Nfld. & Labrador

Furey says N.L. health-care system is 'broken' after Haggie announces new measures

Premier Andrew Furey said he still has confidence in Health Minister John Haggie on Monday, even as he called aspects of the province’s health-care system “a crisis,” a phrase which the health minister has so far avoided using.

Opposition parties question timing, substance of announcements

Newfoundland and Labrador Premier Andrew Furey says he still has confidence in Health Minister John Haggie following calls for the minister's resignation last week. (Patrick Butler/CBC)

Premier Andrew Furey said Monday he still has confidence in Health Minister John Haggie, even as Furey called aspects of the province's health-care system "a crisis," a phrase that the health minister has so far avoided using.

While he didn't say the health-care system as a whole is in crisis, Furey did say the problems many face in health care do constitute a crisis.

"It's a crisis for those experiencing the system when it doesn't work for them, it's a crisis because of the pandemic, in fact, it's amplified by the pandemic. The system is broken," said Furey during question period.

Haggie held an unexpected briefing an hour and a half before the opening of the legislature to announce measures to address the province's family doctor shortage.

The measures include new collaborative team clinics, which use nurse practitioners and other health-care workers in addition to a family physician to address patient needs.

The province plans to expand seats in nursing programs, particularly in rural areas.

Haggie said the province will establish a health-care worker recruitment office and create a pilot program to guarantee full-time salary for physicians who open a new family practice for two years.

When asked why it has taken so long for the province to address problems in primary care, Haggie, who has been health minister since 2015, said he was first focused on improving the mental health-care system, and then had to divert resources to address the pandemic.

"The reason that is taking so long, quite frankly, is we have limited resources within the department … and these people have been working round the clock for 18 months, keeping everyone safe," he said.

Furey reiterated his confidence in the health minister during question period but did not specifically address the minister's performance. Furey said the Health Department is implementing short-, medium- and long-term strategies to address problems in health care.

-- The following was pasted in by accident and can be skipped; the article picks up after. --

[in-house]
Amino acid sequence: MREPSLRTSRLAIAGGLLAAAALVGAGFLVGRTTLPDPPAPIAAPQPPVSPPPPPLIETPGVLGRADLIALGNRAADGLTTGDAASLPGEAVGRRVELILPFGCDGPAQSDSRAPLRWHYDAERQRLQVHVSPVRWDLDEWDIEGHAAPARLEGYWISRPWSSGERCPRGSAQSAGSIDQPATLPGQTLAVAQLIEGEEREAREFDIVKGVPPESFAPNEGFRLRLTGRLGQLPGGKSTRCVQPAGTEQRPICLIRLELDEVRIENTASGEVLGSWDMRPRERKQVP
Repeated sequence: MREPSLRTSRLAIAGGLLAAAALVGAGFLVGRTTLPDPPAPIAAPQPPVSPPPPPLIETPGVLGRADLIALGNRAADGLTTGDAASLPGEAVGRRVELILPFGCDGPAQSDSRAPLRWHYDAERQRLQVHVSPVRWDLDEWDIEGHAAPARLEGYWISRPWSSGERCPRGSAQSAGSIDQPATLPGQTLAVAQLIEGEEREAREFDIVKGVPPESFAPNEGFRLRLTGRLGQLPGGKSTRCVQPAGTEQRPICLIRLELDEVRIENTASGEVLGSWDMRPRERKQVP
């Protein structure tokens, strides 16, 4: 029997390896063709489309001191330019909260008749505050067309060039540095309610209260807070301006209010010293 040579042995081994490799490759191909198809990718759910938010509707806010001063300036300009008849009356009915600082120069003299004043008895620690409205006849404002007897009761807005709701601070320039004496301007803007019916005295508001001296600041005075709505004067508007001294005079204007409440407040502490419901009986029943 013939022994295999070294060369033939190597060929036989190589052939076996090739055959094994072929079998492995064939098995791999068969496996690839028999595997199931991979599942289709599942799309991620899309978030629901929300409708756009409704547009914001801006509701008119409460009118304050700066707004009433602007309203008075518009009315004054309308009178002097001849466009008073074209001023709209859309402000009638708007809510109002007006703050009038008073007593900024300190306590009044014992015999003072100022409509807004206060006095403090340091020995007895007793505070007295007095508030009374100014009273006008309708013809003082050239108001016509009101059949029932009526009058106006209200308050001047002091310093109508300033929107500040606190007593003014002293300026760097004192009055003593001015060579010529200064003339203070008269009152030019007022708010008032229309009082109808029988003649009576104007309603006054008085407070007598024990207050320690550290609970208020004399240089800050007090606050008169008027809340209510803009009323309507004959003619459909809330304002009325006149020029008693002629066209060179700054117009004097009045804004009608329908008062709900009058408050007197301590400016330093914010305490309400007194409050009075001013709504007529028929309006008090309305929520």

Timing and substance

Members of the opposition parties questioned both the timing and substance of the announcement.

Opposition leader David Brazil told reporters that the health minister made the health-care announcements because he has been "pushed into a corner." Brazil said many of the new measures are already in play.

"I'm not reassured that the health portfolio is going in the right direction," he said.

PC Leader David Brazil said the health minister has been 'inactive' on the problems in the province's health-care system. (Jeremy Eaton/CBC)

Brazil said he was pleased to see the premier use the word "crisis" to describe the province's health-care system, but criticized the health minister for avoiding the term.

"It's time he either accepted it, or it's time that the premier took a leadership role," he said.

NDP MHA Jim Dinn also questioned the timing of the announcement, calling it "reactionary" and "last minute."

"Why weren't these out there before?" he asked.

NLMA, RNU react

Representatives from two organizations representing some of the province's health-care workers say the plan is a start, but they would like to see more.

Newfoundland and Labrador Medical Association president Dr. Susan MacDonald said the plan is a sign that the government is taking the province's doctor shortage seriously but noted some aspects, like the physician recruiter and the bursary program, had been in place but lapsed due to budget cuts.

Dr. Susan MacDonald, president of the Newfoundland and Labrador Medical Association, says the announcement is a sign that the government is taking the province's doctor shortage seriously. (Jeremy Eaton/CBC)

According to the NLMA, one in five residents of the province do not have a family doctor. 

MacDonald said while the NLMA supports collaborative-care clinics, they do not solve the doctor shortage, since the physicians who will staff the clinics are already in the system

"It's shuffling the chairs on the Titanic's deck as the ship sinks," she said.

Yvette Coffey, the president of the Registered Nurses' Union of Newfoundland and Labrador, said the union is pleased to see plans to create a health human resource strategy and health-care worker recruitment office.

She said the union is also pleased that the government plans to increase the number of seats in nursing programs, particularly in rural areas.

"It's positive to hear the new announcements today," she said.

Coffey said the union would also like to see the government do more to address recruitment, working conditions and other issues.

"There's no quick fix here," she said.

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